The dust following Chen Po-wei’s recall vote has not yet settled, and the opposition party Kuomintang is already challenging the ruling Democratic Progressive Party to the next battle. Both camps will try to sway public opinion before an upcoming referendum.
Taiwan’s legislature has confirmed reappointments of Central Election Commission heads on Tuesday. The biggest opposition party - the Kuomintang - has boycotted the vote. Despite the apparent win, the ruling Democratic Progressive Party is preparing for the next challenge - a four-question referendum planned for December. The ruling DPP says President Tsai Ing-wen will make personal appearances to convince the population to vote no.
DPP legislators say there is a need for the president to personally explain the issues to voters. President Tsai is, after all, also the chair of the party.
President Tsai met with environmental groups in April regarding one of the issues to be decided in the referendum - protecting algae reefs against industrial contamination. Thorny issues do not end there, though.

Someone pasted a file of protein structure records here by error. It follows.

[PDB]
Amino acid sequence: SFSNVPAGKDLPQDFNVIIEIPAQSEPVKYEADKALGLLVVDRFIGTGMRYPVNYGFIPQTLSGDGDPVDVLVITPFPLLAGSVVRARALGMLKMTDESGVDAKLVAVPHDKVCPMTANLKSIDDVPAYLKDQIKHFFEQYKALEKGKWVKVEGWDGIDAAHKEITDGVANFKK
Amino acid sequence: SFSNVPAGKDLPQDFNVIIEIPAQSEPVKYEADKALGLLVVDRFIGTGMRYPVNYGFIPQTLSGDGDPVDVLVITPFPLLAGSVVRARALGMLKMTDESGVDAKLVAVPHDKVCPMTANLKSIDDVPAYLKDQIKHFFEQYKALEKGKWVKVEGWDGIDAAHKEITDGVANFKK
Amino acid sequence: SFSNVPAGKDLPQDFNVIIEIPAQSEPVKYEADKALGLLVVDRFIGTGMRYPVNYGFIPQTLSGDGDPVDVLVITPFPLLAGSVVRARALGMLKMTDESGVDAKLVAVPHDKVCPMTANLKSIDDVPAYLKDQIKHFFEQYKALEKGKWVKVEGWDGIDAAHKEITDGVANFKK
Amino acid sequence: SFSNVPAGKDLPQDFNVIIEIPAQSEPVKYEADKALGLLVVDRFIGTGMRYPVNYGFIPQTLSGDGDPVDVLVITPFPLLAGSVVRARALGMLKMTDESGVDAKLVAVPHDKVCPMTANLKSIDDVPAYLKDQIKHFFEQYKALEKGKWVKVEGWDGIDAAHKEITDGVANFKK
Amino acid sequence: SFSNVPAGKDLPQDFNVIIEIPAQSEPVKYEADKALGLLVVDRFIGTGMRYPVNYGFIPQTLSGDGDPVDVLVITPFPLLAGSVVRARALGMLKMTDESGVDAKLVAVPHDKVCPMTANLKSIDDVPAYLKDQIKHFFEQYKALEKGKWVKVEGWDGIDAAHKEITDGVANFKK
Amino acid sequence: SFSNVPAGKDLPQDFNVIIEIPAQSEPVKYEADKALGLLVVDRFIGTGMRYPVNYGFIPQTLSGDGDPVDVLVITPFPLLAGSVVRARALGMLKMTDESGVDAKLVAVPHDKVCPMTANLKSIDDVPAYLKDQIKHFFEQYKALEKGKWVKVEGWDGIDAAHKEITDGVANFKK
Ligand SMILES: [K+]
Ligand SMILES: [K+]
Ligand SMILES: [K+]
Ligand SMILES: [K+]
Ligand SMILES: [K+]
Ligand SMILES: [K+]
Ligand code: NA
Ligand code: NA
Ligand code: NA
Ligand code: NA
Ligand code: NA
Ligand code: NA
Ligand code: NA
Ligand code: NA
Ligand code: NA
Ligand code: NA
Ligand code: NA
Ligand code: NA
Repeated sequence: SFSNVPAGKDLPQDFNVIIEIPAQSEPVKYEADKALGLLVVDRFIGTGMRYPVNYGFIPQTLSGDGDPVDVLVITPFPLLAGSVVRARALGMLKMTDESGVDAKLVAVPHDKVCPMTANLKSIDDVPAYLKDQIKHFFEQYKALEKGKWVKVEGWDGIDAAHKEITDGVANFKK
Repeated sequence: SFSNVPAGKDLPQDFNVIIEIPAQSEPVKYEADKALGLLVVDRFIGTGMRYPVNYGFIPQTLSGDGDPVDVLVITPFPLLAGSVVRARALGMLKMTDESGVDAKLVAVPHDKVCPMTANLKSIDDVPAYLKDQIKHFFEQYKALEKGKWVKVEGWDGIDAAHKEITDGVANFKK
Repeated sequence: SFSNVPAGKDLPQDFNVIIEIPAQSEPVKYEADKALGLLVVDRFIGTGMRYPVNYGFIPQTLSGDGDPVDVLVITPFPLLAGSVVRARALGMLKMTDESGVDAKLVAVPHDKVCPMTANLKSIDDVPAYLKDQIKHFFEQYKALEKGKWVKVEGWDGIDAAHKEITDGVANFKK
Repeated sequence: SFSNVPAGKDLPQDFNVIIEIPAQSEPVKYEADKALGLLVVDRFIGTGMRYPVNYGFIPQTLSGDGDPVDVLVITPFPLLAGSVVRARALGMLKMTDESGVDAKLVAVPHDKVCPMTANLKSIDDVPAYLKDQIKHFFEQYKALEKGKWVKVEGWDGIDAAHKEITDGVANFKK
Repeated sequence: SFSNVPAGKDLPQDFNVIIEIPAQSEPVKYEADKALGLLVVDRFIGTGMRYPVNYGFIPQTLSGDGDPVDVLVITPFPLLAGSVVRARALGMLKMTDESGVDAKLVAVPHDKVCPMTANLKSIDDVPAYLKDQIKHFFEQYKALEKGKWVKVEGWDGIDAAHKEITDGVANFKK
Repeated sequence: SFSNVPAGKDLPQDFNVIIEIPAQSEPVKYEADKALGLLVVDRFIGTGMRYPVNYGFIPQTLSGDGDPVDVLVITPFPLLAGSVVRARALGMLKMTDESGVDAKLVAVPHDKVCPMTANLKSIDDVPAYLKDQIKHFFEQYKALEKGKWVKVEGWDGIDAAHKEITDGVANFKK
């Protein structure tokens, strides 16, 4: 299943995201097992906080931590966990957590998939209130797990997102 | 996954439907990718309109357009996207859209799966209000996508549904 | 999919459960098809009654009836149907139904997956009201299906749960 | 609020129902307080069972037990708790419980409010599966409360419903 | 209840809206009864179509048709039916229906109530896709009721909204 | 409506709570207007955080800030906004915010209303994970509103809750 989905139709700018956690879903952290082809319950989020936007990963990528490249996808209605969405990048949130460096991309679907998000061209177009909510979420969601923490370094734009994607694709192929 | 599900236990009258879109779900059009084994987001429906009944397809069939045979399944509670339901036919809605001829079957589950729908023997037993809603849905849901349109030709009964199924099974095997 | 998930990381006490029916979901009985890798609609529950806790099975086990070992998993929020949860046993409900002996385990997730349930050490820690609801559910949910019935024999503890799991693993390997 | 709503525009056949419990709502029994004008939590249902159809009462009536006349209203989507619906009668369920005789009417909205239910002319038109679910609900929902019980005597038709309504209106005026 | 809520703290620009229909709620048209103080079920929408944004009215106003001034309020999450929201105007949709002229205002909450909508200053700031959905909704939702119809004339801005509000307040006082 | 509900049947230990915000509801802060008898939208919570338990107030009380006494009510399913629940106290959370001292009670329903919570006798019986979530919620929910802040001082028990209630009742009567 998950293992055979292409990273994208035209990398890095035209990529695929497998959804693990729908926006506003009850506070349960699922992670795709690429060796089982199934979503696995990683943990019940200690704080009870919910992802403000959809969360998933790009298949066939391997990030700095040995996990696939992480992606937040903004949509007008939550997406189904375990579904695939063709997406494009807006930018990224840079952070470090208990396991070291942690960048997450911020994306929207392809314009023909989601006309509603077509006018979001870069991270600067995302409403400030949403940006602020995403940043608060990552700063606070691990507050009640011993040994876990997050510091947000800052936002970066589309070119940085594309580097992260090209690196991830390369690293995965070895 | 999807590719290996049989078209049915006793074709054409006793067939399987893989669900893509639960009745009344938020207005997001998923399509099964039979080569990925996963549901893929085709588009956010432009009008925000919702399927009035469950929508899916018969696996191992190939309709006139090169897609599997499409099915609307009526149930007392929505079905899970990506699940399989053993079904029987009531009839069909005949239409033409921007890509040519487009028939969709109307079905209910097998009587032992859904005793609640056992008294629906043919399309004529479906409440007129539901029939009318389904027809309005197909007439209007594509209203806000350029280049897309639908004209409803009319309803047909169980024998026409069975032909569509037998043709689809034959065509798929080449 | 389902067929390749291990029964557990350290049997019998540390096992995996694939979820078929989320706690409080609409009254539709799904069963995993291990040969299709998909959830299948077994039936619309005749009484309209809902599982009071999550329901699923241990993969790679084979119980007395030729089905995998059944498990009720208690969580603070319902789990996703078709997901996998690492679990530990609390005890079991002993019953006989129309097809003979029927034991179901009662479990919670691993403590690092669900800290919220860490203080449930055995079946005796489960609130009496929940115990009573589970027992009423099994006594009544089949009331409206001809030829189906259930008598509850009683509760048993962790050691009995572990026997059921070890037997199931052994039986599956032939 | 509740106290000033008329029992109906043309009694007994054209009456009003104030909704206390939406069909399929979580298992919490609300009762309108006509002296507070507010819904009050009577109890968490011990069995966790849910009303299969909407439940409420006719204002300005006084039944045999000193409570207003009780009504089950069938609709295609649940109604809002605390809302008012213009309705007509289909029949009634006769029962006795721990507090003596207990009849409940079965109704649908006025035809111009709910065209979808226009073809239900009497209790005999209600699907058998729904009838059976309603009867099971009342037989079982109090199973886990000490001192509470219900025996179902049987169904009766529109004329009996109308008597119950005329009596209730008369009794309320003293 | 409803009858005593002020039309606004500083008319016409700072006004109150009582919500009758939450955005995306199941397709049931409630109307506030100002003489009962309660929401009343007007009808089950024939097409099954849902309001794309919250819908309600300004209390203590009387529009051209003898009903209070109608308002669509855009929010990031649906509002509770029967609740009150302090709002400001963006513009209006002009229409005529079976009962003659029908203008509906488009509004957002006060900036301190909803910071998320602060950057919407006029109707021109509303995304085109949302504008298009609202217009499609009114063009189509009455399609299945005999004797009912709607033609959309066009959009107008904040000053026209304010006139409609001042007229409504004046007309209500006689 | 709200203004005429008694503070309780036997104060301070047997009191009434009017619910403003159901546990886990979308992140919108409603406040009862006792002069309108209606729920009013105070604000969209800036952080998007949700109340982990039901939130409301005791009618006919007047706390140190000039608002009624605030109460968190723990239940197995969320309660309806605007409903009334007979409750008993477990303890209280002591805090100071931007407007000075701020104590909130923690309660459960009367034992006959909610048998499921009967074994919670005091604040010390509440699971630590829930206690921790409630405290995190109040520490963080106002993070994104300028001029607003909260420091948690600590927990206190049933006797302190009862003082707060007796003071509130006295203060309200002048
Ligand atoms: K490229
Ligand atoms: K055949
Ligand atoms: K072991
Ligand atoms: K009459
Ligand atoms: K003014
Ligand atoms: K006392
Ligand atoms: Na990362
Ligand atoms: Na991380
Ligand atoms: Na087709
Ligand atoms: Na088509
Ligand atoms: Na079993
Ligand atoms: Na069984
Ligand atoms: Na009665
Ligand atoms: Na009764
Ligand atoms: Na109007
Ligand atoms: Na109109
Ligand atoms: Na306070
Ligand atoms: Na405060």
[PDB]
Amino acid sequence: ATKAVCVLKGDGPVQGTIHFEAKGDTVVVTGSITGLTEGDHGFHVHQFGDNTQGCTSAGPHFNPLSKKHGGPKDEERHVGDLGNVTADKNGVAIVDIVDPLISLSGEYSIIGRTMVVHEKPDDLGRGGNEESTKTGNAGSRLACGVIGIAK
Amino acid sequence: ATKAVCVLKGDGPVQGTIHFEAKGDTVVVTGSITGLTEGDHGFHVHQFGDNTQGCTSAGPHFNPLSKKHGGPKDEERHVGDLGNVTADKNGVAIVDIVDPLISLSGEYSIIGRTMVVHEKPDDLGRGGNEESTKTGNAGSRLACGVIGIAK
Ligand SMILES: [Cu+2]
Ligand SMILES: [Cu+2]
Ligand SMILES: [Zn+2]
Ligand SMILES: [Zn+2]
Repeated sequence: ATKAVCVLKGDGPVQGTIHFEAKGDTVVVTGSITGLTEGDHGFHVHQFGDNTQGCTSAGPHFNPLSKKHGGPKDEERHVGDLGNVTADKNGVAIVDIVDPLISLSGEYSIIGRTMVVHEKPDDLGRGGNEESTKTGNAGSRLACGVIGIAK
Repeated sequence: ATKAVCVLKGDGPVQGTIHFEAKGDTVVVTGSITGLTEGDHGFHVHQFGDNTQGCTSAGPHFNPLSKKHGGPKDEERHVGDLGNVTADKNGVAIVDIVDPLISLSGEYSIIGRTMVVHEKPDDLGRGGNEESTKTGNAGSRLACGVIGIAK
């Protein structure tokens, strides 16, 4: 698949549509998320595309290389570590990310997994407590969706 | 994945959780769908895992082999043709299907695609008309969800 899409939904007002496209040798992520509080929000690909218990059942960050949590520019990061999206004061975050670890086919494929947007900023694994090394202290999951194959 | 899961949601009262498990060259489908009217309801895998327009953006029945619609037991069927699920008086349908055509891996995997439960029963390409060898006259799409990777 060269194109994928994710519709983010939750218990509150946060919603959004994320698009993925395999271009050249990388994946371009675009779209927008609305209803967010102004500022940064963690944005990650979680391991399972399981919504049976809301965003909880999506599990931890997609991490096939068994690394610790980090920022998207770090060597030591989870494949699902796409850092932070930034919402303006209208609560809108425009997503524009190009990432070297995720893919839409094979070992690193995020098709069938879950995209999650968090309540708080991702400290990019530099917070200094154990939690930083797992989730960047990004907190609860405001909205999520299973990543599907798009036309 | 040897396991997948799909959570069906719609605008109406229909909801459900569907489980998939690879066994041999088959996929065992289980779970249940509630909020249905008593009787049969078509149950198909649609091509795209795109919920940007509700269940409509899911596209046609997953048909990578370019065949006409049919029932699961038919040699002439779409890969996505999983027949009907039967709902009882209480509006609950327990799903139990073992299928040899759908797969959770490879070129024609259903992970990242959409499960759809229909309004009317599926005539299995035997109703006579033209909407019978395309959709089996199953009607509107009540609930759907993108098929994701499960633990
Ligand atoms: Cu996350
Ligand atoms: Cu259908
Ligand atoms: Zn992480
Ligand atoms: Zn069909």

Besides algae reef protection, the referendum will include three other questions: banning imports of pork containing traces of the feed additive ractopamine; restarting the Fourth Nuclear Power Plant project; and overturning an earlier law separating referendums and general elections. The referendum will take place on December 18, with results announced on December 24.
Both the ruling DPP and the opposition KMT are preparing to hold forums around the country in hopes of swaying public opinion. For KMT’s new leader Eric Chu the upcoming battle is more than a mere referendum, it is a show of no confidence in DPP’s government. For DPP, the issues under discussion are crucial for Taiwan’s development. The scene seems to be set for a confrontation neither side can afford to lose.